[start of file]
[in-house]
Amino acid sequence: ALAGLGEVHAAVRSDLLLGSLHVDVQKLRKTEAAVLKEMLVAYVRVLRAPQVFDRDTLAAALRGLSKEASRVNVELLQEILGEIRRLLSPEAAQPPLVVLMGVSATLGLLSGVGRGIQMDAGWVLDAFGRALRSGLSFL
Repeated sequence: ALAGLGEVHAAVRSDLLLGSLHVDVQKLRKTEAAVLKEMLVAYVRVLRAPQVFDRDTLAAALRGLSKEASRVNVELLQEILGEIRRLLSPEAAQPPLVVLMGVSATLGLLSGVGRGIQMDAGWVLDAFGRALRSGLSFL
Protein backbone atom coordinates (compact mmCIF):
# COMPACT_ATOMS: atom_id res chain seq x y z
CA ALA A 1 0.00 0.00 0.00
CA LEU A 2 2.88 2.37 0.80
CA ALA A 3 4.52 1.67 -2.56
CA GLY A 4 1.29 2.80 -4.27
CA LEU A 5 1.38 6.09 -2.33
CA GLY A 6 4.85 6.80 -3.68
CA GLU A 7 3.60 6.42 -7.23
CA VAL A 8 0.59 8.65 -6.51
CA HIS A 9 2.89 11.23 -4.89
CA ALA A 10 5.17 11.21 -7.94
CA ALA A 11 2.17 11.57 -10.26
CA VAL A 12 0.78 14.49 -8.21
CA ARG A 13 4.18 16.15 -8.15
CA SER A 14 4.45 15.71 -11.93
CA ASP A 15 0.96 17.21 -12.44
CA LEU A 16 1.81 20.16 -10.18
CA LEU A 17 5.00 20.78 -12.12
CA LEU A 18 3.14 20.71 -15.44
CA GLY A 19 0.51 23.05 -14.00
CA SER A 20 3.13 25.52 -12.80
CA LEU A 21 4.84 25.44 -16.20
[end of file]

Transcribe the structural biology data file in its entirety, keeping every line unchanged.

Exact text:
[in-house]
Amino acid sequence: ALAGLGEVHAAVRSDLLLGSLHVDVQKLRKTEAAVLKEMLVAYVRVLRAPQVFDRDTLAAALRGLSKEASRVNVELLQEILGEIRRLLSPEAAQPPLVVLMGVSATLGLLSGVGRGIQMDAGWVLDAFGRALRSGLSFL
Repeated sequence: ALAGLGEVHAAVRSDLLLGSLHVDVQKLRKTEAAVLKEMLVAYVRVLRAPQVFDRDTLAAALRGLSKEASRVNVELLQEILGEIRRLLSPEAAQPPLVVLMGVSATLGLLSGVGRGIQMDAGWVLDAFGRALRSGLSFL
Protein backbone atom coordinates (compact mmCIF):
# COMPACT_ATOMS: atom_id res chain seq x y z
CA ALA A 1 0.00 0.00 0.00
CA LEU A 2 2.88 2.37 0.80
CA ALA A 3 4.52 1.67 -2.56
CA GLY A 4 1.29 2.80 -4.27
CA LEU A 5 1.38 6.09 -2.33
CA GLY A 6 4.85 6.80 -3.68
CA GLU A 7 3.60 6.42 -7.23
CA VAL A 8 0.59 8.65 -6.51
CA HIS A 9 2.89 11.23 -4.89
CA ALA A 10 5.17 11.21 -7.94
CA ALA A 11 2.17 11.57 -10.26
CA VAL A 12 0.78 14.49 -8.21
CA ARG A 13 4.18 16.15 -8.15
CA SER A 14 4.45 15.71 -11.93
CA ASP A 15 0.96 17.21 -12.44
CA LEU A 16 1.81 20.16 -10.18
CA LEU A 17 5.00 20.78 -12.12
CA LEU A 18 3.14 20.71 -15.44
CA GLY A 19 0.51 23.05 -14.00
CA SER A 20 3.13 25.52 -12.80
CA LEU A 21 4.84 25.44 -16.20